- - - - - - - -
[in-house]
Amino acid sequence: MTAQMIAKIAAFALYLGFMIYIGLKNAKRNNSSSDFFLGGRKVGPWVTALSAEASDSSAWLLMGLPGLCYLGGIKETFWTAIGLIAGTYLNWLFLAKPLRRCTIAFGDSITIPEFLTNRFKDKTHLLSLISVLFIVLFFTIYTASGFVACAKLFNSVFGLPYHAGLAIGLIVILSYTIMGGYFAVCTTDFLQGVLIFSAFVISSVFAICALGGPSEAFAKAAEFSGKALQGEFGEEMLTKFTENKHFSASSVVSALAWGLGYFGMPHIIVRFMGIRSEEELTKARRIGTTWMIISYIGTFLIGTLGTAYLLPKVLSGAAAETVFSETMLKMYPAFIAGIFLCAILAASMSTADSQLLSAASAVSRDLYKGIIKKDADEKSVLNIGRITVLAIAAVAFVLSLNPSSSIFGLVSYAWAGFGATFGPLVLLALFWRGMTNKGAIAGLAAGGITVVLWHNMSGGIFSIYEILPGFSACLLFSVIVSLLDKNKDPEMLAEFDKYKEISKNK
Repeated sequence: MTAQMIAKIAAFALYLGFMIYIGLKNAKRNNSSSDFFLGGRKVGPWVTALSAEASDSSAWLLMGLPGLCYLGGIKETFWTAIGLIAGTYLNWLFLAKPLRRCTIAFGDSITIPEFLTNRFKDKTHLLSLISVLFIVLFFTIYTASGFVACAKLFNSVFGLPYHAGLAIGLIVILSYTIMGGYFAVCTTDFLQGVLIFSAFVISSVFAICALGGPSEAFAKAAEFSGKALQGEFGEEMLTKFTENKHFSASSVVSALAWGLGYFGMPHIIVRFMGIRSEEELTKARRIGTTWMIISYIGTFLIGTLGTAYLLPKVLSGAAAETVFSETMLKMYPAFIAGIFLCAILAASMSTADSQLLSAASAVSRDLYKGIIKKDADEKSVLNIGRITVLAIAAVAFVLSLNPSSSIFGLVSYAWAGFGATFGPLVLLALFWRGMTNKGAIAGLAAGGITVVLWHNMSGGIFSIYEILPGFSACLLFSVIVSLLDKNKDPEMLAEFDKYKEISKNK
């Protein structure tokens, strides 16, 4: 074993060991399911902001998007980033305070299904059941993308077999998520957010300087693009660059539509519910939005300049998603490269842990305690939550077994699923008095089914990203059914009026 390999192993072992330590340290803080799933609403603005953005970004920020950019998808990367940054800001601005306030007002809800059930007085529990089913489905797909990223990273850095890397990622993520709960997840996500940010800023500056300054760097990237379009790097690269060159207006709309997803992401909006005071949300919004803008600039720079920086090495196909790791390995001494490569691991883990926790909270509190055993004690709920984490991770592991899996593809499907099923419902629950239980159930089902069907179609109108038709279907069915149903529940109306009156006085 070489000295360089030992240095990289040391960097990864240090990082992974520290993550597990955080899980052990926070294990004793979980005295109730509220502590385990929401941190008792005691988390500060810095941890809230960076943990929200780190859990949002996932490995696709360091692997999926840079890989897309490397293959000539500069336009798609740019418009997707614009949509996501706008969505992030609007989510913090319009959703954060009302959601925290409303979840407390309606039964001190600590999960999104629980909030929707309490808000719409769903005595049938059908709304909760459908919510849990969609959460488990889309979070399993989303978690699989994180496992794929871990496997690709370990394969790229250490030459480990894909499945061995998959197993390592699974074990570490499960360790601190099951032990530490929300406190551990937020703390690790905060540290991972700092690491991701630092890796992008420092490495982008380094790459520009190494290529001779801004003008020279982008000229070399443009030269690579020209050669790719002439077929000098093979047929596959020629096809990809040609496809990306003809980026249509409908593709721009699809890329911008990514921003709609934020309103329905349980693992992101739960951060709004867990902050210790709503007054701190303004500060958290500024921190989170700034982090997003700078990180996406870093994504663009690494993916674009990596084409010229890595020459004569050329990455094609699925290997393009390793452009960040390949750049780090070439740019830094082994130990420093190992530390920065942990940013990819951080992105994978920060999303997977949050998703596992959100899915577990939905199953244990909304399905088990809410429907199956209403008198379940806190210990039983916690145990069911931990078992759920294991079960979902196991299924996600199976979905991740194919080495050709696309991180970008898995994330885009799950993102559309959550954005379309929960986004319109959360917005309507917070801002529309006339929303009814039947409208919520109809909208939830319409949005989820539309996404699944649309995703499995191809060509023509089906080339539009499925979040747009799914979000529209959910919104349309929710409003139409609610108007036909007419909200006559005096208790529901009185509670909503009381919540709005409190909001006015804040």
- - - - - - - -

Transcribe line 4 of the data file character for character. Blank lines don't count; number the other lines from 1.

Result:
């Protein structure tokens, strides 16, 4: 074993060991399911902001998007980033305070299904059941993308077999998520957010300087693009660059539509519910939005300049998603490269842990305690939550077994699923008095089914990203059914009026 390999192993072992330590340290803080799933609403603005953005970004920020950019998808990367940054800001601005306030007002809800059930007085529990089913489905797909990223990273850095890397990622993520709960997840996500940010800023500056300054760097990237379009790097690269060159207006709309997803992401909006005071949300919004803008600039720079920086090495196909790791390995001494490569691991883990926790909270509190055993004690709920984490991770592991899996593809499907099923419902629950239980159930089902069907179609109108038709279907069915149903529940109306009156006085 070489000295360089030992240095990289040391960097990864240090990082992974520290993550597990955080899980052990926070294990004793979980005295109730509220502590385990929401941190008792005691988390500060810095941890809230960076943990929200780190859990949002996932490995696709360091692997999926840079890989897309490397293959000539500069336009798609740019418009997707614009949509996501706008969505992030609007989510913090319009959703954060009302959601925290409303979840407390309606039964001190600590999960999104629980909030929707309490808000719409769903005595049938059908709304909760459908919510849990969609959460488990889309979070399993989303978690699989994180496992794929871990496997690709370990394969790229250490030459480990894909499945061995998959197993390592699974074990570490499960360790601190099951032990530490929300406190551990937020703390690790905060540290991972700092690491991701630092890796992008420092490495982008380094790459520009190494290529001779801004003008020279982008000229070399443009030269690579020209050669790719002439077929000098093979047929596959020629096809990809040609496809990306003809980026249509409908593709721009699809890329911008990514921003709609934020309103329905349980693992992101739960951060709004867990902050210790709503007054701190303004500060958290500024921190989170700034982090997003700078990180996406870093994504663009690494993916674009990596084409010229890595020459004569050329990455094609699925290997393009390793452009960040390949750049780090070439740019830094082994130990420093190992530390920065942990940013990819951080992105994978920060999303997977949050998703596992959100899915577990939905199953244990909304399905088990809410429907199956209403008198379940806190210990039983916690145990069911931990078992759920294991079960979902196991299924996600199976979905991740194919080495050709696309991180970008898995994330885009799950993102559309959550954005379309929960986004319109959360917005309507917070801002529309006339929303009814039947409208919520109809909208939830319409949005989820539309996404699944649309995703499995191809060509023509089906080339539009499925979040747009799914979000529209959910919104349309929710409003139409609610108007036909007419909200006559005096208790529901009185509670909503009381919540709005409190909001006015804040």